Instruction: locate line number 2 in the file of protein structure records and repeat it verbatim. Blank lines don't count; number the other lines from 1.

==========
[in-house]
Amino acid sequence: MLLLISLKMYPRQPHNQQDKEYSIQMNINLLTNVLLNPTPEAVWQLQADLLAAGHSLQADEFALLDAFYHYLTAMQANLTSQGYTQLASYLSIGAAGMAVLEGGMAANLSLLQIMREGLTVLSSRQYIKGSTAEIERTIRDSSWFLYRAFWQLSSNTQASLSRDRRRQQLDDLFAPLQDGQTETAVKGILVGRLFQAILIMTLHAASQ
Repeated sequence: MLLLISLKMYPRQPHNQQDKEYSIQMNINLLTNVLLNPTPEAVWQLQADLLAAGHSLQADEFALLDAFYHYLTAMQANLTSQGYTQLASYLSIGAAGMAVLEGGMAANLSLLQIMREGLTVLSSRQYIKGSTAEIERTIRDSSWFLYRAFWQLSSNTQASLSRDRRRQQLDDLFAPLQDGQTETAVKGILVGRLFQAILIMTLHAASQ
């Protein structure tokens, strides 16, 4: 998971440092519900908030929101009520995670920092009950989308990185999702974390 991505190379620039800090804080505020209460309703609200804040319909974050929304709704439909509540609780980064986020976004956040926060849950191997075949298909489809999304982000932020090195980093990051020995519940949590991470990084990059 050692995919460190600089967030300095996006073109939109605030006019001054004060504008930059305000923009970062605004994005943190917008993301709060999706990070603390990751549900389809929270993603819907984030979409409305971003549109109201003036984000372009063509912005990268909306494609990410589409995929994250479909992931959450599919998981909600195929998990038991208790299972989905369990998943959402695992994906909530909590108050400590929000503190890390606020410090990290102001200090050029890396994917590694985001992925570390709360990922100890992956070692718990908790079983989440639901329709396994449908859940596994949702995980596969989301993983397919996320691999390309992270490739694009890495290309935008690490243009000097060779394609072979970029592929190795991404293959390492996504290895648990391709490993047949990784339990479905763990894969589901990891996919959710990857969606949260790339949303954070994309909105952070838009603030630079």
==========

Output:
Amino acid sequence: MLLLISLKMYPRQPHNQQDKEYSIQMNINLLTNVLLNPTPEAVWQLQADLLAAGHSLQADEFALLDAFYHYLTAMQANLTSQGYTQLASYLSIGAAGMAVLEGGMAANLSLLQIMREGLTVLSSRQYIKGSTAEIERTIRDSSWFLYRAFWQLSSNTQASLSRDRRRQQLDDLFAPLQDGQTETAVKGILVGRLFQAILIMTLHAASQ